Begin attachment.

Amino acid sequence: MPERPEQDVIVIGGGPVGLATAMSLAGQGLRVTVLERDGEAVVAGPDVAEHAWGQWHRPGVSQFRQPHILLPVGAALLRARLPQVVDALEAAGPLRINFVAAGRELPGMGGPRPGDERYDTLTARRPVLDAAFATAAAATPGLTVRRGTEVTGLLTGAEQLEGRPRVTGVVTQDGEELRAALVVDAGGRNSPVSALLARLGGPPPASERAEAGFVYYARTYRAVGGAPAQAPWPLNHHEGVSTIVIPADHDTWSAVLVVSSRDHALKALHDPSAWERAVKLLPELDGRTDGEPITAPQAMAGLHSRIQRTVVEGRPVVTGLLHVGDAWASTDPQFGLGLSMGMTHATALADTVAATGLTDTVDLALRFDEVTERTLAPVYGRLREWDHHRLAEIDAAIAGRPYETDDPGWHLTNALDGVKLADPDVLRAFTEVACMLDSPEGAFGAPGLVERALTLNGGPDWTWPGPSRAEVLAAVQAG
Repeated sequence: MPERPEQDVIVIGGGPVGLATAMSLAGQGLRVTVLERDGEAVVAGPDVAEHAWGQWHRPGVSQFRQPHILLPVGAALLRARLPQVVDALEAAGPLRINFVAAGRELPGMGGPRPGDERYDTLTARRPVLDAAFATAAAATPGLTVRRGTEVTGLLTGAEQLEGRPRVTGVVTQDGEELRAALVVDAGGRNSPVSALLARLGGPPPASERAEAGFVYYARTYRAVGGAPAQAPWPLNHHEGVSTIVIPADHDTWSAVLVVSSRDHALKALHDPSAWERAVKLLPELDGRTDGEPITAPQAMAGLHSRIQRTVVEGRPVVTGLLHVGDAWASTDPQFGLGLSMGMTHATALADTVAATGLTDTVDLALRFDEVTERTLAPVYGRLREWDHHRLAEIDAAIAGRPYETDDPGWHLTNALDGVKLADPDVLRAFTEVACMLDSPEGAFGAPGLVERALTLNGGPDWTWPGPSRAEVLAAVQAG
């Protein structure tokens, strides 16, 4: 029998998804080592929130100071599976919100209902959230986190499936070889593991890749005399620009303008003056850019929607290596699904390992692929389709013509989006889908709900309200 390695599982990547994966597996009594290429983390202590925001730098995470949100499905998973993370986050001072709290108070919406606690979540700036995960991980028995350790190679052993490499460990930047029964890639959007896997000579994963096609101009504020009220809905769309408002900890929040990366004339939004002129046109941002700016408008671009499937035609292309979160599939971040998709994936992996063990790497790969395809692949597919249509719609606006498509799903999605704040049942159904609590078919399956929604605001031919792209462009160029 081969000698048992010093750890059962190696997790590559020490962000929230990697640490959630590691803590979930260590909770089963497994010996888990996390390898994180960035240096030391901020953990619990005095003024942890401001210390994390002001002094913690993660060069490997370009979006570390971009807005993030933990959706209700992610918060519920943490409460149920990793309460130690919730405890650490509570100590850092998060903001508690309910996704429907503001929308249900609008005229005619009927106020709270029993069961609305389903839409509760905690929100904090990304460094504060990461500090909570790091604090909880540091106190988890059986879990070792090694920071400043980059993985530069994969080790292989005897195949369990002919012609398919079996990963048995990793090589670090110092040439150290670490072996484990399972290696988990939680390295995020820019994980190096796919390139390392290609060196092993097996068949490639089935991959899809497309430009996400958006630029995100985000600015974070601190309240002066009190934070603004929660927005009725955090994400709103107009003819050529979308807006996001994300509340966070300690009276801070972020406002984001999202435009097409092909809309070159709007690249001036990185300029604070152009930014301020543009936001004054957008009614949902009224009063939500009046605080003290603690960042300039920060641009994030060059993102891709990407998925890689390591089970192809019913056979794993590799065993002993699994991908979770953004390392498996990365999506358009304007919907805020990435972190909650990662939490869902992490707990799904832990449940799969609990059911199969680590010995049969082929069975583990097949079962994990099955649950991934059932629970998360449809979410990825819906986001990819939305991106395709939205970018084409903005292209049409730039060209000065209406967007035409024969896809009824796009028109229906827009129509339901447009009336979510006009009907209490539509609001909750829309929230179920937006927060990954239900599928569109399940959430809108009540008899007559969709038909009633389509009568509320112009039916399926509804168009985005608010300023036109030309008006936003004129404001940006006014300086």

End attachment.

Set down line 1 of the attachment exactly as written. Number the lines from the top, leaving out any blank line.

Amino acid sequence: MPERPEQDVIVIGGGPVGLATAMSLAGQGLRVTVLERDGEAVVAGPDVAEHAWGQWHRPGVSQFRQPHILLPVGAALLRARLPQVVDALEAAGPLRINFVAAGRELPGMGGPRPGDERYDTLTARRPVLDAAFATAAAATPGLTVRRGTEVTGLLTGAEQLEGRPRVTGVVTQDGEELRAALVVDAGGRNSPVSALLARLGGPPPASERAEAGFVYYARTYRAVGGAPAQAPWPLNHHEGVSTIVIPADHDTWSAVLVVSSRDHALKALHDPSAWERAVKLLPELDGRTDGEPITAPQAMAGLHSRIQRTVVEGRPVVTGLLHVGDAWASTDPQFGLGLSMGMTHATALADTVAATGLTDTVDLALRFDEVTERTLAPVYGRLREWDHHRLAEIDAAIAGRPYETDDPGWHLTNALDGVKLADPDVLRAFTEVACMLDSPEGAFGAPGLVERALTLNGGPDWTWPGPSRAEVLAAVQAG